In today’s rapid-fire market, companies must build data architectures that deliver real-time data to customers. Customers now demand a mobile-first, frictionless user experience across all channels. That expectation has carried over to internal customers as well. Data consumers anticipate instant access to the insights and analytics they need to solve their business problems. 

But in reality, many customers are still not satisfied with the user experience. External customers are not served real-time data. And internal customers do not receive the insights they need in a timely fashion. This is because companies lack the data architecture needed to provide real-time experiences. 

In the past, building real-time data architectures was a multi-year investment. Teams implemented real-time data with complicated microservices on top of expensive streaming infrastructure.

For large data teams, building streaming services was labor-intensive and costly, but accomplishable. Large data teams had the budget, time, and personnel to build custom streaming solutions from scratch. 

Small data teams, on the other hand, lacked these resources. They did not have the funds, technology, time, or skillsets required to create real-time data architectures. Small data teams barely had time to triage critical data issues. Building streaming architectures from zero was not within reach. 

But this is no longer the case. With the emergence of operational data warehouses, small data teams can now level the playing field; they can leverage operational data warehouses to develop real-time data architectures that are accessible, efficient, cost-effective, and easy to deploy.

This is the first entry in our blog series on small data teams. The blog series is adapted from our free white paper: Real-Time Data Architectures for Small Data Teams. Download the white paper now for the complete text.

Why Companies Need Real-Time Data Right Now 

In 2023, consumers lost $10 billion to fraud. Companies that incorporated personalization into their platforms experienced a 40% increase in revenue. And by 2025, 1 in 3 adults in America will wear fitness trackers. 

At first glance, these examples seem unrelated. But there is a common thread. All of these problems require real-time data to solve. Consider some of the underlying use cases for each statistic:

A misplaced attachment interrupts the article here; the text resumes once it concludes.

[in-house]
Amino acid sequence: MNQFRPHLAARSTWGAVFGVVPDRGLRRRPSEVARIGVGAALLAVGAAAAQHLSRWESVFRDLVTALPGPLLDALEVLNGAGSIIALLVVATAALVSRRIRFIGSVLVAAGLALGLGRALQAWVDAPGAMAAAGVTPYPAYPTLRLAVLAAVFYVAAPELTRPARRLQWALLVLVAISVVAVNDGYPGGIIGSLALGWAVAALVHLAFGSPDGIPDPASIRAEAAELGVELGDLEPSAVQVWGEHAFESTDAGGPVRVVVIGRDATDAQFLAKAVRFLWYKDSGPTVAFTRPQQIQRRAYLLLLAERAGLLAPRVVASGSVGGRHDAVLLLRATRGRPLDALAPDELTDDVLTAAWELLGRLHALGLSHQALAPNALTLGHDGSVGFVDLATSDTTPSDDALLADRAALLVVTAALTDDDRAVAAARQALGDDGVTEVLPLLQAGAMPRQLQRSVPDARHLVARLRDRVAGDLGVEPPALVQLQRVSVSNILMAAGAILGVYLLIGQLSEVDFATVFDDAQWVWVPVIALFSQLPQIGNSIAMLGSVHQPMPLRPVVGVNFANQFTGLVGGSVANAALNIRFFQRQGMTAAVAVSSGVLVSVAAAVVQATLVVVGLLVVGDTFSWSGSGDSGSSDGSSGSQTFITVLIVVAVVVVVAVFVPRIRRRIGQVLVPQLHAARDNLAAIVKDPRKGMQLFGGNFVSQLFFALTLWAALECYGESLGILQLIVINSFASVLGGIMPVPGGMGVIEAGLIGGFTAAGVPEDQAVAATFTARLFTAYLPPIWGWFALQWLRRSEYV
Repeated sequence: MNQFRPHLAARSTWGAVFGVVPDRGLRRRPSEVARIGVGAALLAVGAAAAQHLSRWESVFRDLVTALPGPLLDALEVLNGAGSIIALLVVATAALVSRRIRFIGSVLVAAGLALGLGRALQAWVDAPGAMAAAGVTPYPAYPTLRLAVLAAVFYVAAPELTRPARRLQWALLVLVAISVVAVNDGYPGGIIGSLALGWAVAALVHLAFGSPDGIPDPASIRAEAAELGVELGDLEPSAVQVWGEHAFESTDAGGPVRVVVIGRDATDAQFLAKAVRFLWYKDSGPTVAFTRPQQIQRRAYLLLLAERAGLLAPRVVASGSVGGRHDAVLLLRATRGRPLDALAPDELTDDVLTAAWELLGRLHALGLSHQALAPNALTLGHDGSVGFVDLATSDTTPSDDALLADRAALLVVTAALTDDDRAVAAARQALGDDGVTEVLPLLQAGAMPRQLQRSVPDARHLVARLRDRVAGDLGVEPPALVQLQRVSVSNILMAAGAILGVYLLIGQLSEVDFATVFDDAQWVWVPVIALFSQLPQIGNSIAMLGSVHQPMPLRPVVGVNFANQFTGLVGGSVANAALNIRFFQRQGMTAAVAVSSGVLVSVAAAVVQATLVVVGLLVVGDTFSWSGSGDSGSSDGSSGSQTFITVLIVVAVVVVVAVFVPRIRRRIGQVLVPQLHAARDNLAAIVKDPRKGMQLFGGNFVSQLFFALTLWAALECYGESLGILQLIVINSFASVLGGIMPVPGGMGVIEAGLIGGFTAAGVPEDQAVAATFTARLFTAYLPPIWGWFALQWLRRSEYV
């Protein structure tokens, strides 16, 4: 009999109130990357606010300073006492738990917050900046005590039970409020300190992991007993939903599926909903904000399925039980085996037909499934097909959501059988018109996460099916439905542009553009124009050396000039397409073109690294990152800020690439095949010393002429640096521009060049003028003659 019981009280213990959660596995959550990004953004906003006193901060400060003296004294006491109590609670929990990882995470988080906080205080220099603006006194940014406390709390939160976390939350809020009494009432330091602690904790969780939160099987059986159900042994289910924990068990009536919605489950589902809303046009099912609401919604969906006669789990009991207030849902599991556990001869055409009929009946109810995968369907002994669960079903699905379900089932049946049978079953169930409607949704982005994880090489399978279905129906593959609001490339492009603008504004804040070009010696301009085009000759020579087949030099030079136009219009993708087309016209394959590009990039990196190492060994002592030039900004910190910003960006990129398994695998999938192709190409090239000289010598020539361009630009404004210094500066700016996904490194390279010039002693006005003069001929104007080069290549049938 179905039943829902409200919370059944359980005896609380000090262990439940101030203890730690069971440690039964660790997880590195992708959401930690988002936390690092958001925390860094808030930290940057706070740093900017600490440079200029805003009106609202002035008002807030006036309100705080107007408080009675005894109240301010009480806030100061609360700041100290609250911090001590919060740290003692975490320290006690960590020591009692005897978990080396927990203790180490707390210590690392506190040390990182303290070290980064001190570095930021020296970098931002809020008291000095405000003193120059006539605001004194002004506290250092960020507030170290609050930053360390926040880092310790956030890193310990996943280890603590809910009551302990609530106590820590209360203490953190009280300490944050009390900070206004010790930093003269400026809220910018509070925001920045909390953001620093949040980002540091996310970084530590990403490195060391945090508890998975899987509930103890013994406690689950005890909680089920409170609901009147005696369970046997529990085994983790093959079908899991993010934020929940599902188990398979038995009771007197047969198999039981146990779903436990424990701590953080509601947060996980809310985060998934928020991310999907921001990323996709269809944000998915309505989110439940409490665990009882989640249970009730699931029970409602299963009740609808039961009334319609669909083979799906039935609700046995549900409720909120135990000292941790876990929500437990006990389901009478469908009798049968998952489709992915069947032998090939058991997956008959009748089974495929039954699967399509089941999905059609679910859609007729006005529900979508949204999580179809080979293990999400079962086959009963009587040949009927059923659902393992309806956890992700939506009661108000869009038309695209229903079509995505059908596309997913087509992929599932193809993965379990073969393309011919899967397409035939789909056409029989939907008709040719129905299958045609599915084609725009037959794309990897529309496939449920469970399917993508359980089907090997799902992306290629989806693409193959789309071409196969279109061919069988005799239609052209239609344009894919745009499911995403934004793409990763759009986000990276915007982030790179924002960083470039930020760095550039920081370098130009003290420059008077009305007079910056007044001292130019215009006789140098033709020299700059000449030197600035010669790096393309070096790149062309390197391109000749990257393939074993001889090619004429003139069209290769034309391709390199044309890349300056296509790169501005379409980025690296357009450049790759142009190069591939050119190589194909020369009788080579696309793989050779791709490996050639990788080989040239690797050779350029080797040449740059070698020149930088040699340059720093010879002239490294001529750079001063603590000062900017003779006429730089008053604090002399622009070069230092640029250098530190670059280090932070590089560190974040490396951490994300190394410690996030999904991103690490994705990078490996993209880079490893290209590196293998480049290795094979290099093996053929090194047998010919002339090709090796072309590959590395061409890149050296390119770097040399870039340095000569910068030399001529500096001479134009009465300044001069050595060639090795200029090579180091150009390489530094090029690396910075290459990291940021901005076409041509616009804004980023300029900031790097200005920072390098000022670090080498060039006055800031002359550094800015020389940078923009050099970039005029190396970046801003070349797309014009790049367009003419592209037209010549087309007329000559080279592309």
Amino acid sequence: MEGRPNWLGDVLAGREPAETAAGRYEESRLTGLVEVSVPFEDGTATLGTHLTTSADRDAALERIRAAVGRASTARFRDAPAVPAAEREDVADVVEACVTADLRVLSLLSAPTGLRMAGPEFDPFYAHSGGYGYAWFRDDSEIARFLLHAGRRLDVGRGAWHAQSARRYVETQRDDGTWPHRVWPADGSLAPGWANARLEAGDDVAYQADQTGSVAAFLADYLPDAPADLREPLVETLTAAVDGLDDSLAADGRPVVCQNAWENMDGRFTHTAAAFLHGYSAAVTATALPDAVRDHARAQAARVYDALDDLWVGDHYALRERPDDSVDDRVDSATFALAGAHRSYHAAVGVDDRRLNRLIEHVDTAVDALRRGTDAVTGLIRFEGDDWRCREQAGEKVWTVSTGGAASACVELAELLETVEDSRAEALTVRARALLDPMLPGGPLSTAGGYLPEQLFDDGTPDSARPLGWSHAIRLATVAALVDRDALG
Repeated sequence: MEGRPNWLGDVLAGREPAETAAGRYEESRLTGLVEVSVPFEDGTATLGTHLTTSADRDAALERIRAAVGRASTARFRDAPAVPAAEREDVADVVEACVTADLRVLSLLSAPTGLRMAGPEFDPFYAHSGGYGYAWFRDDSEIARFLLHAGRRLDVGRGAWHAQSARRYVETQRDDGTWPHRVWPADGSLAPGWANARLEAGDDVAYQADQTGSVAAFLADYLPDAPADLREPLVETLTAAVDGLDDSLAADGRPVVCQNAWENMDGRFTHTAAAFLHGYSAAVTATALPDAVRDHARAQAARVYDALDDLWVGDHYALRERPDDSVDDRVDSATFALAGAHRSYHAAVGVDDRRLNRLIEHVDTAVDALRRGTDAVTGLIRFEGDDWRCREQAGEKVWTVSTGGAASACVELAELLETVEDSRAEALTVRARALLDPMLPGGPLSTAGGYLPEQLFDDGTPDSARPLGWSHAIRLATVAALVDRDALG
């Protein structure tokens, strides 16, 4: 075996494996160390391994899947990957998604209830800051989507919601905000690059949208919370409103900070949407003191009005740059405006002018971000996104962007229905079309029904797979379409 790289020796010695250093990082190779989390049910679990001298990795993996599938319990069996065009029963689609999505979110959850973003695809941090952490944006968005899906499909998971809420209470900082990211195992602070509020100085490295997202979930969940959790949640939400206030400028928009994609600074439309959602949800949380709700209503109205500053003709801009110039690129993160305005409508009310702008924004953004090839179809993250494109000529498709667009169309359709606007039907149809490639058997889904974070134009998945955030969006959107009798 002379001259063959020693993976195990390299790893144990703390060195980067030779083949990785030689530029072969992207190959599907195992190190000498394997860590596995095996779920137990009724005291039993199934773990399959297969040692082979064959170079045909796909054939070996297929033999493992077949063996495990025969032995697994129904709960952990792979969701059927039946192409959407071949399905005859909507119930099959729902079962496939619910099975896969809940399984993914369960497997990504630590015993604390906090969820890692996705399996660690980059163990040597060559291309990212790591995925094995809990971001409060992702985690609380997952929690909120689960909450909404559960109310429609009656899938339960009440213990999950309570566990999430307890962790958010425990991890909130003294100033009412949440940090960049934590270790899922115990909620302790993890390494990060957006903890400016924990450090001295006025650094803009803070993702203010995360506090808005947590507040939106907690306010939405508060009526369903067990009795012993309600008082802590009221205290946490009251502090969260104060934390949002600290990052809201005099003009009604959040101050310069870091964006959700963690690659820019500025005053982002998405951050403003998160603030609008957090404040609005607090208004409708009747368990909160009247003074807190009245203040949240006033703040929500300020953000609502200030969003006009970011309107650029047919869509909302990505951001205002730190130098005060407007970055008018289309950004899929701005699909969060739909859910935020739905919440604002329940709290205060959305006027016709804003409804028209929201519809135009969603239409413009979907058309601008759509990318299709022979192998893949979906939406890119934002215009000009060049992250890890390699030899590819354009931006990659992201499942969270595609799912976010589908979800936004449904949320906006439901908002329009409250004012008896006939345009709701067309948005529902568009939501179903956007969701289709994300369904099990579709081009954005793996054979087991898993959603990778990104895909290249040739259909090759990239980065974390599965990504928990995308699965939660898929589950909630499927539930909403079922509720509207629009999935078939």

• Fraud detection - In order to detect fraud almost instantly, banks and fintechs must leverage real-time data to catch fraudsters in the act. If the data is hours or even minutes out of date, fraudsters can inflict substantial monetary damages without any repercussions.

  • Personalization -  Sectors such as e-commerce harness real-time behavioral data about customers to serve them relevant products and incentives as they’re shopping. Companies must present these offers in the moment, otherwise consumers are less likely to act on them.  

  • Real-time analytics - Devices such as fitness trackers rely on real-time analytics to update users with health metrics. Fitness trackers use IoT sensors to capture real-time data about bodily movements. This real-time data is converted into digestible analytics and visualizations for each user.

These are just a few statistics that reveal the importance of real-time data. But beyond these examples, consumers today expect real-time experiences, from customer support to the location of delivery drivers. Streaming data unlocks the real-time experiences that consumers now require. 

And the move to real-time data seems inevitable, so why not address the opportunity now? Even small data teams can build streaming systems with new technologies such as operational data warehouses. 

How the Problem Starts: Limitations of the Modern Data Stack

For small data teams, the modern data stack offers major benefits, including scalability, speed, and ease-of-use. With cloud-native data warehouses, these teams can easily set up and quickly scale data infrastructure. They don’t have to worry about hardware, provisioning, or maintenance. This allows them to build complex data infrastructure without increasing headcount.   

However, the modern data stack is not designed to handle real-time use cases. Teams employ several tools in a modern data stack: an ELT tool, an analytical data warehouse, a transformation tool, and a BI tool. These tools are limited by the batch architecture of the analytical data warehouse.